Observe the conviction in “No lies whatsoever”; the finality of “bury forever”; the universality of “useful for everybody”; the candour of “I’m utterly confused”; the simplicity of “I really have nothing to say”. Guido makes no compromise in the description of his state of mind and he makes no compromise in the realization of his movie, even if this realization means “failure”. This results in a beautiful contradiction: the definitive failure of Guido’s movie is the definitive success of its uncompromised making. In the final scene of the movie (2h09min, in the car with the critic), the critic sums up the essence of this position: “If we can’t have everything, nothingness is pure perfection”.
The articulation of 1) and 2) also serve as a conclusion on the significance of what has here been argued is Fellini’s twice uncompromising posture. In one sense, we can observe the coherence of the movie IN itself: the form of the movie (confused and hard to follow, sometimes meaningless and decontextualized) fits its content (a confused movie director failing to realize a film of uncompromising ambitions).
In another sense, however, we can look for in 1) what we have found in 2): the contradiction of success in failure. In 1), we had already raised the antagonistic character of compromise in the form of a movie: “trying to present something already known, but in a new, unknown way”; we had spoken here of inertia, of the maintaining of the status quo. By applying 2) to 1), we come to the coherence of the movie FOR itself, by realizing the opposite contradiction: failure as, ultimately, success. A new, unknown way as the result of the failure of presenting something already known. How? Because the failure of presenting something already known is the impossibility of reproducing the status quo: for some reason, the status quo can no longer foster the compromise it needs; maybe it has fostered one too many contradictions. This also clarifies why the movie critic, a figure itself satirized, is the one to express most clearly the lack of compromise: if Fellini puts it into his mouth, maybe it is to underline that the lack of compromise is not a thing good in itself, but for something else.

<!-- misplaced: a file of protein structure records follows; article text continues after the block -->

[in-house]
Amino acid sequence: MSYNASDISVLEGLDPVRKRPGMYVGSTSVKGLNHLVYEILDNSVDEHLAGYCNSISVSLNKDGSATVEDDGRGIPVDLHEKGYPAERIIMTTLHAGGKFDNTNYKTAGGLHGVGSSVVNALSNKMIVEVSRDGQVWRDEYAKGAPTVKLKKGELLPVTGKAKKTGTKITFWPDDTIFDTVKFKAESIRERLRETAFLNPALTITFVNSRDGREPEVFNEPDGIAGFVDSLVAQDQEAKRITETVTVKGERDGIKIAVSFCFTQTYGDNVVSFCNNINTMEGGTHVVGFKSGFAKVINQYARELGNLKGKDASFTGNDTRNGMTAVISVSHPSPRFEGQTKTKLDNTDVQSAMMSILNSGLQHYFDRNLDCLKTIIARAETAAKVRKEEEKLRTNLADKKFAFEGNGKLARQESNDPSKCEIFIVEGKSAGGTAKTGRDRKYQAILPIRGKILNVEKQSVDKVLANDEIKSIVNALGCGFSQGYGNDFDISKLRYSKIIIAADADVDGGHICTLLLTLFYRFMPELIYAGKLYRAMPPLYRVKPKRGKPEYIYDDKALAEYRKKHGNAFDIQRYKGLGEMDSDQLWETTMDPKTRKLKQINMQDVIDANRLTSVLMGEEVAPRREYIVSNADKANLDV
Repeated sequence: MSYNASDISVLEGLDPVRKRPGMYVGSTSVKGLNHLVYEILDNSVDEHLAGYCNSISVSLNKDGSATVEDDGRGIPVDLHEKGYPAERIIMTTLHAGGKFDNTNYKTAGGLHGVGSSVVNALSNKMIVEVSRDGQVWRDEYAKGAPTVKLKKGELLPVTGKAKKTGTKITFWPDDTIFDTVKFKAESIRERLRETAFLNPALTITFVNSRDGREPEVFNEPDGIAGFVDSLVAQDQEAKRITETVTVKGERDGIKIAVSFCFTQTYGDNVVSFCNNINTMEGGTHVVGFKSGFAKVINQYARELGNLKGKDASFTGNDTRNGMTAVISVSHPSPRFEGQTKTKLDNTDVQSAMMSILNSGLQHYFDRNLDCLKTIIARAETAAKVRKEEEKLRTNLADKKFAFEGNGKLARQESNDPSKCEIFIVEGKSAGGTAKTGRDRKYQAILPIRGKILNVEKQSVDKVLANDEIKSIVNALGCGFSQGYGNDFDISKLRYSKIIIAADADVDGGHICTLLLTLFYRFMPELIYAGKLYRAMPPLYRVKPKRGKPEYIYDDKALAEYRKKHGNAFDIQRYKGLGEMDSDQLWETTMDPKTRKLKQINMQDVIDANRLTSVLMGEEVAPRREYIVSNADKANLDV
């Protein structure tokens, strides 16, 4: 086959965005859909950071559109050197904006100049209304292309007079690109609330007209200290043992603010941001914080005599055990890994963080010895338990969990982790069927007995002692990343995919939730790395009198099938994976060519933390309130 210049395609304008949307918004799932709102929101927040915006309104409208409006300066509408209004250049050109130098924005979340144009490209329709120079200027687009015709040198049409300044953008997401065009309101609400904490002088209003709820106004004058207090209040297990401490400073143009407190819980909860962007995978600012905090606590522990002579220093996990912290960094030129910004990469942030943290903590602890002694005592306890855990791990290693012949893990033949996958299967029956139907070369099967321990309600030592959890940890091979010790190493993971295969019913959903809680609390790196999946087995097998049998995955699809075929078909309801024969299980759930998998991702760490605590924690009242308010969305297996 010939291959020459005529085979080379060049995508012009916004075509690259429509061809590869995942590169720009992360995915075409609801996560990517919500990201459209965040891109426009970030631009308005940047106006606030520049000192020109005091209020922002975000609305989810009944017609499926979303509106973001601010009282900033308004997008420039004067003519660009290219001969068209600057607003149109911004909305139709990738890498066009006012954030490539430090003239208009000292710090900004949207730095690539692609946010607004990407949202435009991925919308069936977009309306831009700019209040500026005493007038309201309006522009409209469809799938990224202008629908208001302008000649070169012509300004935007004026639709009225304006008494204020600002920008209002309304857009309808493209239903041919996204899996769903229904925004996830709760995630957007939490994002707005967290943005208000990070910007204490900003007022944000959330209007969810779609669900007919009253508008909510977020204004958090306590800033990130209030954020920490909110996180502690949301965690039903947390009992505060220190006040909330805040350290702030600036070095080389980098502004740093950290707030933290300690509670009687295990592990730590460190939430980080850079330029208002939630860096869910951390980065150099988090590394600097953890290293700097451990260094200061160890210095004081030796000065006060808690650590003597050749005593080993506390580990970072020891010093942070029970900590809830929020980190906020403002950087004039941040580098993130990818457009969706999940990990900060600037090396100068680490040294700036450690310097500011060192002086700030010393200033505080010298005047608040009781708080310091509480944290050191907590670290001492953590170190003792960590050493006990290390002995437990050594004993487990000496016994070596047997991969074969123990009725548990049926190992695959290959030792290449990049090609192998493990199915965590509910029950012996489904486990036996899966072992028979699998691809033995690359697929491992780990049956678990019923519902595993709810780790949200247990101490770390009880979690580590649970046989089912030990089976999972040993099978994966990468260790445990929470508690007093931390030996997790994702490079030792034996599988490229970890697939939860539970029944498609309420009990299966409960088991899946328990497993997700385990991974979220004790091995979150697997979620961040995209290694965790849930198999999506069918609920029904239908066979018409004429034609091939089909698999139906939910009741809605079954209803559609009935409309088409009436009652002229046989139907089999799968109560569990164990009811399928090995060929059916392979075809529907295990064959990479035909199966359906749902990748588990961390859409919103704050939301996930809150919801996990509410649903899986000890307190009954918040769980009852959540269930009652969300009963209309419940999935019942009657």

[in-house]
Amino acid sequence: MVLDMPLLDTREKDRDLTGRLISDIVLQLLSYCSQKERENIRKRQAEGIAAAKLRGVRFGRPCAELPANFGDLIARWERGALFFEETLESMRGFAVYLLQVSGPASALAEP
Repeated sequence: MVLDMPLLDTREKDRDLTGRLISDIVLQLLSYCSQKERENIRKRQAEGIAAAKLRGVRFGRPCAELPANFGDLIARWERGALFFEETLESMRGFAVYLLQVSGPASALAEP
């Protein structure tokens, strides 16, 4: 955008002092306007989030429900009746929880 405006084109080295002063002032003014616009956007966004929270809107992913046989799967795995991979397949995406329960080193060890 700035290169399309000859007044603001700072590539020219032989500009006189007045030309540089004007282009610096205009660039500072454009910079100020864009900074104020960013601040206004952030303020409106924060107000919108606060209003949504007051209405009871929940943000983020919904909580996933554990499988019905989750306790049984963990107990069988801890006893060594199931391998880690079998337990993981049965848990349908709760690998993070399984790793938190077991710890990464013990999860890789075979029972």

In the case of Guido, it is the coming to terms with his uncompromising behaviour which makes him assume his life as his own, as himself. To live not simply in himself, but for himself, as he is with his fears and his confusions; as he his, most importantly, uncompromising in his fears and his confusions.
It seems to me that Fellini might be offering, in 8½, his view on the transformation from object, as object in itself, to subject, as object for itself: it’s something to do with compromise.
Feel free to leave your reactions or reflections below, I’m always delighted to receive them.